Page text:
When Dreams Take Root – DMS Sustainable Garden

Kathy Mavity holds a large check for $2,500 with Marathon Oil employees.

By: Kathy Mavity, Dickinson Middle School 6th Grade Teacher

At Marathon Oil, unconventional thinking means constantly looking for new ways to solve problems and deliver results. As part of the company’s investment in building stronger communities through education, they have created a grant program to support teachers who are bringing this same unconventional thinking to the classroom.

Our building administrator shared the grant opportunity with us, and I reflected on how we, as teachers, used all sorts of unconventional methods to reach students as we taught virtually. To reach my students last year, I used virtual whole class morning meetings, cooking with Kathy, show-and-tell with your pet, and Kahoots (online quiz games).  After completing 2020 teaching, I felt confident that I could do anything I put my mind to. When the opportunity to write for this grant came up, I knew I wanted to take a dream and see it to fruition.

I was blessed and honored to receive an “Unconventional Teaching” grant from Marathon Oil Corporation in October 2021, to support the purchase of classroom resources, books, activity/lab materials, and technology, to implement a sustainable garden at Dickinson Middle School.

Student interest in hands-on technology coupled with a mechanics unit in science that is devoted to building working machines, brought about this hefty goal.  Students helped me brainstorm ways we could learn to be self-sufficient and still help others which led us to the idea of a sustainable garden.  With careful planning and a firm foundation, our students could design, build, care for, and follow them as they transition through middle school.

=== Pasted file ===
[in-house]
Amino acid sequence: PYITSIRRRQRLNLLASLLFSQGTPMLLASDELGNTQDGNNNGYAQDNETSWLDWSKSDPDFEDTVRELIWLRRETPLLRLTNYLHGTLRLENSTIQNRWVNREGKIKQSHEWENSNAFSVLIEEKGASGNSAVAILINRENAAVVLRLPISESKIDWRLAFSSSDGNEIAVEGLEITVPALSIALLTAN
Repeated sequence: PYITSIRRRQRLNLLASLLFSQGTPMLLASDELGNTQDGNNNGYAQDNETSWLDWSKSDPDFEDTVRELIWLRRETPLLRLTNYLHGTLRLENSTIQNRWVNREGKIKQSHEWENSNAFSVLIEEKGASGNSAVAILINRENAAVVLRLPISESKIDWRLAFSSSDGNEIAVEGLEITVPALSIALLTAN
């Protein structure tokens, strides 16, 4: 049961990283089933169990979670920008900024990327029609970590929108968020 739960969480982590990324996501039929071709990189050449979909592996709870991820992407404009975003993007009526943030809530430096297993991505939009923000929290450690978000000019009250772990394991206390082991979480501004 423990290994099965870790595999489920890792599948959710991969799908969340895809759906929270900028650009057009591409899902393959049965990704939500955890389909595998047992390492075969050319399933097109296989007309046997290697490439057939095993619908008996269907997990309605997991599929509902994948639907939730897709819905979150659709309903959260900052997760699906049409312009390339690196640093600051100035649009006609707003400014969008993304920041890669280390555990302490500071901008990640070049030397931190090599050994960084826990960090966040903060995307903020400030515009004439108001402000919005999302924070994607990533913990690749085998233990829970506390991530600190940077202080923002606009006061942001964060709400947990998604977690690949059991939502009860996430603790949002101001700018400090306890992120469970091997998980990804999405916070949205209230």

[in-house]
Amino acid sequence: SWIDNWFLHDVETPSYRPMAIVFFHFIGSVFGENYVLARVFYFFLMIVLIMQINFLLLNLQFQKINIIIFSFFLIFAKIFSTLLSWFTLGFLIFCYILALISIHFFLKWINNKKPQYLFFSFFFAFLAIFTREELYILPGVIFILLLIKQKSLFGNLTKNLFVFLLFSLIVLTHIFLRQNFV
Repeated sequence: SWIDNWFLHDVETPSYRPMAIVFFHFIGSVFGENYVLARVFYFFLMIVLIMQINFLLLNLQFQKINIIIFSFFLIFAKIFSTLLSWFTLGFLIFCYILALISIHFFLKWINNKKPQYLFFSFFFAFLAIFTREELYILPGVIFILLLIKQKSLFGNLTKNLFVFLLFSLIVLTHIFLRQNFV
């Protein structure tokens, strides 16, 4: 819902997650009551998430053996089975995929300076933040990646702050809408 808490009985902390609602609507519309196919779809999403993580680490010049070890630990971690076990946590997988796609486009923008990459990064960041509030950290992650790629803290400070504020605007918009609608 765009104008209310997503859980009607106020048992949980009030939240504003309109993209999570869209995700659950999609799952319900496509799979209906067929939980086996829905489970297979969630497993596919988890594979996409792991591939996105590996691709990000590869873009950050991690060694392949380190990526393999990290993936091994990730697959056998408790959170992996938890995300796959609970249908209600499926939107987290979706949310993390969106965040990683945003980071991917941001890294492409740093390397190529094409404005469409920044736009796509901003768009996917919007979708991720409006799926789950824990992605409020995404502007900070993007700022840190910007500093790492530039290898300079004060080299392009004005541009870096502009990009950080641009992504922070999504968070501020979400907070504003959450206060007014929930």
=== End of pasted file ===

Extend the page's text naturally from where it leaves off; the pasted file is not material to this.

Our DMS team can work together to purchase materials and construct raised movable garden beds, purchase plants, herbs, fertilizer, soil, and any of the unforeseen items that go along with building and operating a sustainable garden.

Our cooks could use the herbs and vegetables grown by the children to enhance our school lunches.  Excess food items could be delivered to the local food pantry, demonstrating the value and importance of community outreach.

Our science, math, and literacy teams could use this idea as a PBL (project-based learning) unit, and students would be able to put their learning to a real-world use.  Students could work in teams to create the growing beds, tend to the plants, harvest, and understand weather conditions and pesticides along with plant needs.  I am very excited to collaborate with my colleagues, implement the plan, and see where the sustainable garden at DMS takes us.